This may be where my Australian understanding of universities is differing from Lesage’s Euro-centric worldview, but I see an academic institution as a place of ideas. I don’t particularly care whether they’re artistic or scientific, but the institution should give the researcher the opportunity to attack philosophical ideas. The physical outcomes (thesis, artwork, cure for cancer..) feel almost less important to me than the process of exploring entirely new research.
In our flexible ‘project society’, we change so often between our different professional identities, that every rigid identity dissolves and it becomes unclear, what criteria quality control agencies should check. Our society is not only a ‘society of control’, as Foucault wrote. It is a ‘quality control society’. ‘Self evaluation’ – universities and academies know this quite well — is as much an instrument of this ‘society of control’ as surveillance cameras. (p. 3)
I’ll be honest: this quote confuses me a bit. I agree with the first part wholeheartedly – I am currently wrestling with my own range of personal identities. Am I an artist? A designer? A scientist? An academic? A researcher? Of late, the latter is what I feel most comfortable. As with my research last year, my PhD studies will likely drift between disciplines – moving from art, to design, to science and back again. And this is a Good Thing. Each informs the other, by not getting stuck in the traditions and methodologies of any one area. The only constant is research.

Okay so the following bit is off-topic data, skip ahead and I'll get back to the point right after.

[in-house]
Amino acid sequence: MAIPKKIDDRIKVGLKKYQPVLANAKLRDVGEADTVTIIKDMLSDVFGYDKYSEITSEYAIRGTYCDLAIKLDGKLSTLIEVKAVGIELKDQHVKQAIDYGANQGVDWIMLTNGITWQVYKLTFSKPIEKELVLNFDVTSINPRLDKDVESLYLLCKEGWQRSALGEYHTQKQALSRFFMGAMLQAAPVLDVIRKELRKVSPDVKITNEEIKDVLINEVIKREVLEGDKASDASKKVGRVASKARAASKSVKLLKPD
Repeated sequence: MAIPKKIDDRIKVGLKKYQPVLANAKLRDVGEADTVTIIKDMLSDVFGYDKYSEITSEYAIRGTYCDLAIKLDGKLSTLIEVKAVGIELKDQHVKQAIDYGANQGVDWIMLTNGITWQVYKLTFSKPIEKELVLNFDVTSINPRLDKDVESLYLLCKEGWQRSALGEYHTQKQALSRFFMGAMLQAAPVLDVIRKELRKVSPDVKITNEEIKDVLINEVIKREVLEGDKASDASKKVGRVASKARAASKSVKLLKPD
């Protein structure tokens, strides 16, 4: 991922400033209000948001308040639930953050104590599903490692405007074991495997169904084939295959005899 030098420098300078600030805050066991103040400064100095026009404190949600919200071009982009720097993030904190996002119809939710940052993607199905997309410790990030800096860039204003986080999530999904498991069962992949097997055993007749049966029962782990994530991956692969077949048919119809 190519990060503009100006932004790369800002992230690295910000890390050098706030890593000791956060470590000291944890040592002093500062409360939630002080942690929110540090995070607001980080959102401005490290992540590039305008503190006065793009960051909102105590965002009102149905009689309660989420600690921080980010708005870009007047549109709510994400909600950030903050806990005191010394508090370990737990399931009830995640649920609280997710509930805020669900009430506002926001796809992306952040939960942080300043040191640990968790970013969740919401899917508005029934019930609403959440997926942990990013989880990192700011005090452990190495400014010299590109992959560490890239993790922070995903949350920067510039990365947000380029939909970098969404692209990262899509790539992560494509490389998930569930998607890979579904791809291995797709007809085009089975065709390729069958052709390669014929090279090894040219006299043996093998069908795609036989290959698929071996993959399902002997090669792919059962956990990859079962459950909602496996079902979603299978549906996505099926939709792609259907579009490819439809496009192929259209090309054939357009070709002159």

Obviously, I should be critical of my own work and Foucault would probably have some choice words to say about this being a form of policing myself. But isn’t that what Lesage is arguing for? As someone within an art instutiution (albeit part of a university), Lesage suggests that I should be the master of my own outcomes – not the institution. And wouldn’t that require me to enforce all kinds of quality control upon myself?
…at academies ‘academic’ had already for quite some time become an insult, a signifier of a lack of artistic quality. And so it happened that, at the very moment that many European academies had become very anxious not to teach their students to produce ‘academic art’, they were told they had to ‘academize’ in order to get accreditations for their artistic study courses. (p. 4)